Congruent with this “musical” focus is a numeric motif: e.g., “thriftless” (2); “…sum of sums” (4); “ten times” and “ten for one” (6), with a hidden sense that the ten syllables per line “unite in procession.” Other numeric details include “singleness” and “parts” (8); the pun “re-pair” (10), which routinely puns in Q on patching together the Runes; “threescore” (11); and the buried metaphor of an “issued” coin embossed with the friend’s “form” (13—see “golden” [7]). Too, each of four B’s in the vertical capital-letter acrostic (which opens with TWO. . .) puns visually on 8, the rune number. One decoding of this “numeric” acrostic, with B = phonic 8, is this: “To sight zero [i.e., ‘see nothing], ape, wait, wait” (Code: TWO S8 O AIB WA8 W8).

           Bawdy humor includes jokes about hair “o’ersnowed” with ejaculate (5, 12) and about oral sex (e.g., “awl-eating shame” [2]). Other wit suggests self-abuse (1, 3, 12); body parts (8-10) needing “assemblage”; phallic size (4, 7); phallic “I’s” (9, 14); “knots” (4); seminal “issue,” and “sweaty sewers, witty forms” (13).

           Other puns include, e.g., “th’ race car ye are would make thee whirled away!” and “Anne, threescore year, would make [i.e., mate] thee. . .” (11). The pun “et [= and = Anne] Hurled-away” varies Anne’s name. “World” suggests The Globe. “Repair” (10) reiterates “mend” (pun, 9).

           As a personal lament, the rune may show the poet contemplating his own “singleness,” his theatrical “parts,” his neglect of parental duty (8), the way his children must see him as “her husband” and a “shape in mind” (9). He thinks of how he ought to go home and make reparations (10), pass a peaceful old age (11-12) and perhaps watch his grandchildren (13)—and of how he plans to, someday (14). “Sweet issue” (13) applies both to the poet’s writings and his children, while “beard” (12) puns on Bard.

Sample Puns

           1) Thistle see, this “O-8” [i.e., Rune 8] ode is witty; cell see, too cruel
           1-2) Cruel were Anne, awl-eating
           2) We rune; Were Anne a laddie, inches amended her “I-less” praise; famine; Hamnet there I fit (set, fed); amend th’ wry fit [stanza], laugh, peers
           3) cf. “playing a pipe” (phallic); oft heard, “Why?”
           4) Sue greet, a sum of sums; wide (= yet) see Anne Shakespeare, not loo
           5) Bawdy whores; an ass, you roar
           5-6) you, Harry, are ten times happier beaten, sore, wan
           6-8) sore one, attending [Dr.] John, his golden pill grim again essential in ass, th’ part Southy, T.T. house, holed is it, bare
           8-9) John single, an ass, departs t’ Hathaway’s hall, dusty, bare; [body] parts…thou should’st bare; thou, S. Hall Shakespeare [= st] be eerie (…here)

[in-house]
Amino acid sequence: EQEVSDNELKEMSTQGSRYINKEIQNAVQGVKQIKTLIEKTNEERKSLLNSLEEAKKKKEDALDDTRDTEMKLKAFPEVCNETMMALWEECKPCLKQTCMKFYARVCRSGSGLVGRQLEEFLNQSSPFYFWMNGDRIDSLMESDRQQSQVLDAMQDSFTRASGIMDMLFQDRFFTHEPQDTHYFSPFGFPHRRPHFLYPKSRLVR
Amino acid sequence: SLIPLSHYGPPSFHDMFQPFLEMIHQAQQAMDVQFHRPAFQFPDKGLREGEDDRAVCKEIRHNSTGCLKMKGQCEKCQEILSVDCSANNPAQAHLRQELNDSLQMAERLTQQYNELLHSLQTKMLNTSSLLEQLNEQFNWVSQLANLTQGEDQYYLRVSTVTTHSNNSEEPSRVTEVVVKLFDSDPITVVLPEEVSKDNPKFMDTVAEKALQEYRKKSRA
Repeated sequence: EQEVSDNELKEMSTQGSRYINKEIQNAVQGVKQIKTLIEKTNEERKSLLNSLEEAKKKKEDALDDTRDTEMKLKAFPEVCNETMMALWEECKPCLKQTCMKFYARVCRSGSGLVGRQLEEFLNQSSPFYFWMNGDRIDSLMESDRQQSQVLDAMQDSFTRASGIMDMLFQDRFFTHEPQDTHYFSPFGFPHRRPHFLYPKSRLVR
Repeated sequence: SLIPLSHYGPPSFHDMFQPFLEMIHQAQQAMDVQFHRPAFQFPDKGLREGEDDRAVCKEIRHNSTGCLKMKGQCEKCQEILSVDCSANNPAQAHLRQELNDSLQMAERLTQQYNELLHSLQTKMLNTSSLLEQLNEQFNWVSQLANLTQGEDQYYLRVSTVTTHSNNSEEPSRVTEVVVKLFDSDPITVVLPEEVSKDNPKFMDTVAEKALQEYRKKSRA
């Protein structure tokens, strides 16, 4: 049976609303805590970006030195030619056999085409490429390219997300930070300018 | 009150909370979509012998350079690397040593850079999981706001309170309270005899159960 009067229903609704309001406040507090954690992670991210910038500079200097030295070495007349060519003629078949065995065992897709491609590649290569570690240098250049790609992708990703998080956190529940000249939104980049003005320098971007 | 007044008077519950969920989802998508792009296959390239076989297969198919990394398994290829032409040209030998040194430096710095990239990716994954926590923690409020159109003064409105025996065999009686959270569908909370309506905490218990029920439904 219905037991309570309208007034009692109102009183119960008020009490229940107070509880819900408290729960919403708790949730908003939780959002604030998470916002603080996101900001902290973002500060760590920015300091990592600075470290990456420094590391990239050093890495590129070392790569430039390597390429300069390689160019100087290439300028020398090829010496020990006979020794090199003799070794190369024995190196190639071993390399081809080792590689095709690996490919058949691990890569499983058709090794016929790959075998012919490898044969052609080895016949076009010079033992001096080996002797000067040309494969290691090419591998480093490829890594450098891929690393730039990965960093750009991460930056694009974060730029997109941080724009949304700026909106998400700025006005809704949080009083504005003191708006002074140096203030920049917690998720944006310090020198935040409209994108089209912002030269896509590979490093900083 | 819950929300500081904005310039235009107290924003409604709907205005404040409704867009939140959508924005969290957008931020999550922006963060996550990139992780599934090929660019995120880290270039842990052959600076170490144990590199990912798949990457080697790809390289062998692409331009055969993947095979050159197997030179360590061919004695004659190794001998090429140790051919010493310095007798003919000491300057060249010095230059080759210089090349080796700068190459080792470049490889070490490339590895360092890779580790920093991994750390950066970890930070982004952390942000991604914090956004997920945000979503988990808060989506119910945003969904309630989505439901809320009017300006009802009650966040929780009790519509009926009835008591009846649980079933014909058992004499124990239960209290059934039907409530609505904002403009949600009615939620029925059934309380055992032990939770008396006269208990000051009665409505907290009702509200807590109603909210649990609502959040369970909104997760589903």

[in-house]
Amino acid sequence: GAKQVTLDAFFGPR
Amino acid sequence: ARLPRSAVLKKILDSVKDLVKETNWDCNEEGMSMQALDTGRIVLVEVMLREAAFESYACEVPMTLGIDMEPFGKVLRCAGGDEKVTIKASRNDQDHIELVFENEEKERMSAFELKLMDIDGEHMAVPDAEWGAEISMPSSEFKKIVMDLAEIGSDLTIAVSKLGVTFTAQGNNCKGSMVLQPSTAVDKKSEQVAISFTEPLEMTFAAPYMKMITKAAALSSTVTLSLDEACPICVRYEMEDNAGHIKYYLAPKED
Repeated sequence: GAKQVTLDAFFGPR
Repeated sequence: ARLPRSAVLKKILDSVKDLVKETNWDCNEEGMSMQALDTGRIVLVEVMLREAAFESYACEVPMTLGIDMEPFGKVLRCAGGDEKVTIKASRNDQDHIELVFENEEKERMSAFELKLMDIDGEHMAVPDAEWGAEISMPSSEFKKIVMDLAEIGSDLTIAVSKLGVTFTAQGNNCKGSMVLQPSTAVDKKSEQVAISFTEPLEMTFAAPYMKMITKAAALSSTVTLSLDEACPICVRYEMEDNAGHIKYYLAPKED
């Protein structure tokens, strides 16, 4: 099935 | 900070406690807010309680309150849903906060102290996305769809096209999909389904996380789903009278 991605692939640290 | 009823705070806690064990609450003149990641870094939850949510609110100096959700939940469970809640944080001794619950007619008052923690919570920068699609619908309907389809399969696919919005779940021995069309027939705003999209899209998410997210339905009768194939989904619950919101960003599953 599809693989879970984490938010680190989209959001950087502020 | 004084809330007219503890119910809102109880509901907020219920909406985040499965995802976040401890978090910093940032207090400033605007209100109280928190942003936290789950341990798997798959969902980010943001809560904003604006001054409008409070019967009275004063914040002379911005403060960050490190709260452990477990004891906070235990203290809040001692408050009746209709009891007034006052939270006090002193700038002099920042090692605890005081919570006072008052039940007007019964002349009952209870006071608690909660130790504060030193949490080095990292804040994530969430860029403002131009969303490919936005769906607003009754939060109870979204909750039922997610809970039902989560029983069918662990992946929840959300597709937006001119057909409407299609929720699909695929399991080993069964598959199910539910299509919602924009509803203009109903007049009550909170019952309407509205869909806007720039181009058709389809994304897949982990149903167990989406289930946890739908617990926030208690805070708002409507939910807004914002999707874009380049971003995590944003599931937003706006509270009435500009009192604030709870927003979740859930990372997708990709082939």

9) Bitch, I let her in; Bitch ill I’d rune; eyes cf. phallic “I’s”
           9-10) Caesar, you ass (use), be Anne’s fop, enemy, night witch
         10) Witch tore peer, foaled Betty; Witch, to rip air, fooled Bede; S. Hall, Betty see
         10-11) be this heavy desire, Anne, threescore year, wood [crazy] make, t’ you “Hurled-away”
         11) Anne, threescore-year-old make [mate],… [Hath]away
         11-12) t’ you, Earl, “dewy” be “horn”
         12) Born; Bare, rude-hued Anne, debris [i]s t’ Libbie art
         12-13) witty Anne, bristly Bard, When your sweet issue your sweet form S. Hall bear
         13) W., Hen, your feud (foot, foot) is azure, sweet, sore mess, holed, bare
         14) that “I” (phallic) in heaven sinned; biased “pre-dick,” that “I” in you, an ass, end

Acrostic Wit

          The downward acrostic codeline—TWO S BOA I B WA B WB—suggests, e.g., “Twist, boa, I be webby web,” “Two-ass boa I ate. Why? A baby,” “Two-ass baby, wipe, wipe,” “Two-ass baby weigh, bewipe,” “Toss baby, baby, baby [generated from overlaid codestrings],” “Two sob, wipe, wipe, wipe,” and “Two-ass boy (beau) I eye, boy bewipe (baby whip).”

          Potential readings of the upward codeline—BW BAW BIAO B SOWT—include, e.g., “By W. Boy Boy be sought,” “Be W.-bow [phallic?] boy-besought,” “…boy be sot,” “Baby I wipe, I owe [acknowledge] Bess-ode,” “Boy, boy, boy be sowed (sought),” and “Be W. boy by ape besought.” Also: For “boy,” substitute “boa” (ME, from L.).

           The rune’s capacity to reiterate “baby,” “boy,” “boa,” and web / wipe / whip by TWOS (and threes, in overlaid forms) is a main witty feature. Capital Bs play routinely on 8s, with phallic suggestiveness. The suggestion of the surname Boys may be a topical allusion.

           The commentary above discusses some other numeric potentialities in the acrostic letterstring.

Proceed to Rune 9